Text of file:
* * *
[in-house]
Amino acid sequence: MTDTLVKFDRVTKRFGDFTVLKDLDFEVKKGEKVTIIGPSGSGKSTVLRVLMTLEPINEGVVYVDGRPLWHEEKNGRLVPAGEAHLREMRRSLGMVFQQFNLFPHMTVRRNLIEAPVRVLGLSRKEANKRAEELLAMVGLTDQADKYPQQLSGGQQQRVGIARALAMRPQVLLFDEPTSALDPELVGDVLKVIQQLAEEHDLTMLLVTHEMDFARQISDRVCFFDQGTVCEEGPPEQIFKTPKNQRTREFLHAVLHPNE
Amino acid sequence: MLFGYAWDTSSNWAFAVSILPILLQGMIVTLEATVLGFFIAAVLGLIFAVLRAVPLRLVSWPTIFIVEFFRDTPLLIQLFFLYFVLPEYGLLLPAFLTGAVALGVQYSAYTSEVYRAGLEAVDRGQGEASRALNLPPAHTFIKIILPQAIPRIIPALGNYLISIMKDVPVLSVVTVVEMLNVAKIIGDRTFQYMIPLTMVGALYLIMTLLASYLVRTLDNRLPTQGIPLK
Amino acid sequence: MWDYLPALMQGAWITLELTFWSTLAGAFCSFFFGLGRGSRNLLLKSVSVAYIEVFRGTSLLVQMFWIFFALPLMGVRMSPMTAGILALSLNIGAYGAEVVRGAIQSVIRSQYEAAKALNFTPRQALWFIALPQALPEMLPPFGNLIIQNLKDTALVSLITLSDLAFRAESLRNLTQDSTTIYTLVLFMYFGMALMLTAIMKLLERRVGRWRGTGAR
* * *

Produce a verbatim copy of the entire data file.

[in-house]
Amino acid sequence: MTDTLVKFDRVTKRFGDFTVLKDLDFEVKKGEKVTIIGPSGSGKSTVLRVLMTLEPINEGVVYVDGRPLWHEEKNGRLVPAGEAHLREMRRSLGMVFQQFNLFPHMTVRRNLIEAPVRVLGLSRKEANKRAEELLAMVGLTDQADKYPQQLSGGQQQRVGIARALAMRPQVLLFDEPTSALDPELVGDVLKVIQQLAEEHDLTMLLVTHEMDFARQISDRVCFFDQGTVCEEGPPEQIFKTPKNQRTREFLHAVLHPNE
Amino acid sequence: MLFGYAWDTSSNWAFAVSILPILLQGMIVTLEATVLGFFIAAVLGLIFAVLRAVPLRLVSWPTIFIVEFFRDTPLLIQLFFLYFVLPEYGLLLPAFLTGAVALGVQYSAYTSEVYRAGLEAVDRGQGEASRALNLPPAHTFIKIILPQAIPRIIPALGNYLISIMKDVPVLSVVTVVEMLNVAKIIGDRTFQYMIPLTMVGALYLIMTLLASYLVRTLDNRLPTQGIPLK
Amino acid sequence: MWDYLPALMQGAWITLELTFWSTLAGAFCSFFFGLGRGSRNLLLKSVSVAYIEVFRGTSLLVQMFWIFFALPLMGVRMSPMTAGILALSLNIGAYGAEVVRGAIQSVIRSQYEAAKALNFTPRQALWFIALPQALPEMLPPFGNLIIQNLKDTALVSLITLSDLAFRAESLRNLTQDSTTIYTLVLFMYFGMALMLTAIMKLLERRVGRWRGTGAR